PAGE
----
• Discover new opportunities. In investing, high concentration normally means high return potential and high risk. With more choices of quality stocks available to you, you can diversify your portfolio without sacrificing its quality. The result: reduced risk and high return potential. Using InsiderToday real-time insider data, you'll find new buy candidates every day.

    • Keep an eye on the stocks in your portfolio for insider activities and protect your investment. Although there may be many reasons behind insider selling, heavy selling of a particular stock by a bunch of insiders is not a good sign. If this happens to a stock in your portfolio, you better beware.

    • There may be bull markets at one time and bear markets at another, but when you follow the insiders, you could be always on the winning side.

      How do I interpret insider trading information?

    Rules of Thumb:

    • Insider buying is more important than insider selling. Insiders might have many reasons to sell, such as diversifying their portfolio. If insiders buy their company's stock, they simply expect the price to go up.

    • Market purchase is more important than private purchase. This is obvious. InsiderToday system identifies and highlights market purchase transactions, so investors can quickly recognize the significant ones.

    • Transactions by company officers are more important than those by directors or other significant owners. Officers, such as CEO, CFO, COO, run the day-to-day operations of the company, so they know better about their company than any one else. InsiderToday also highlights transactions made by officers.

    • Number of insiders. If two or more insiders are buying or selling a stock at the same time and in significant amounts, the signal is usually strong and clear.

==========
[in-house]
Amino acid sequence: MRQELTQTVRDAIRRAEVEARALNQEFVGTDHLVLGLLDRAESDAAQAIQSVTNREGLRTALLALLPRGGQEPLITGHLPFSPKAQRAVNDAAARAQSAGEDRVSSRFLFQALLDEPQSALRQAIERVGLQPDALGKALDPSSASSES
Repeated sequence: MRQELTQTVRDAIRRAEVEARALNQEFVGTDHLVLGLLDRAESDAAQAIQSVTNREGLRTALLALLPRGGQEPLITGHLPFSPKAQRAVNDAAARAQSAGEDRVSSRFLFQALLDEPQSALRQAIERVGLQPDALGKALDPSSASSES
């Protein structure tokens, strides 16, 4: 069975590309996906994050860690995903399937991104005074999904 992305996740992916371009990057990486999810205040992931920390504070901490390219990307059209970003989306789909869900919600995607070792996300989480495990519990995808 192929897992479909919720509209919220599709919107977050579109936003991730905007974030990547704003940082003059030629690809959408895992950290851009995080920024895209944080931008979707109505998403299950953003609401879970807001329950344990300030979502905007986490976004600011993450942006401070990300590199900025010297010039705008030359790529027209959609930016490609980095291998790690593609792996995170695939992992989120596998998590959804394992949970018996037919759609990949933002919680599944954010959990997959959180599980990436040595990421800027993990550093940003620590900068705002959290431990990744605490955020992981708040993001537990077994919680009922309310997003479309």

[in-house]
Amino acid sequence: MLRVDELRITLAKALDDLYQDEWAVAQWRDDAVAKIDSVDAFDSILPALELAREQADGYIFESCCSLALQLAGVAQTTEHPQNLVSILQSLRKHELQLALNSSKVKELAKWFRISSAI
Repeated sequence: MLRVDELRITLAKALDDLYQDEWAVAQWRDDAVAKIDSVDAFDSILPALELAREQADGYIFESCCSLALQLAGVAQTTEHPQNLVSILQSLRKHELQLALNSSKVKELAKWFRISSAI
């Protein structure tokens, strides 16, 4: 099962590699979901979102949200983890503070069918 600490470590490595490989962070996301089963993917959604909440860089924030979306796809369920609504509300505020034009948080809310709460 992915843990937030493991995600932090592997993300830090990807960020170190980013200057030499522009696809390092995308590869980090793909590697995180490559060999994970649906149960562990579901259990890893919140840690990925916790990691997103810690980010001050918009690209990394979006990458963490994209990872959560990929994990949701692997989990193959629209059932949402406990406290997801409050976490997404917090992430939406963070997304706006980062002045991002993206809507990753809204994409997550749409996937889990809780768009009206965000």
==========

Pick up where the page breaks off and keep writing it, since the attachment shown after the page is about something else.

• Transaction amount. Transactions under $10,000, for example, usually have little value to us. All InsiderToday reports list transactions by their dollar values with the highest on the top; Users can also use the screener to filter out low-value transactions.

    • Average daily volume. A stock with few bid and ask offers is characterized by low liquidity, high spreads, and high volatility. Small changes in supply and/or demand can have a dramatic impact on its price. InsiderToday transaction screener has an Average Volume filter, among others.

    • While insider trading information may give you a good start, you still need to do your due diligence on a company before you make an investment decision. All information provided by InsiderToday is solely for informational purposes and is not a recommendation to buy, hold or sell any security.

      Is the insider data accurate?

    For the most part, yes. However, errors do occur in the filings occasionally. Common errors include:
    • Ticker symbols incorrectly spelled
    • Wrong share prices entered
    • Filings duplicated

    InsiderToday tries to identify all those errors and mark or correct them whenever possible.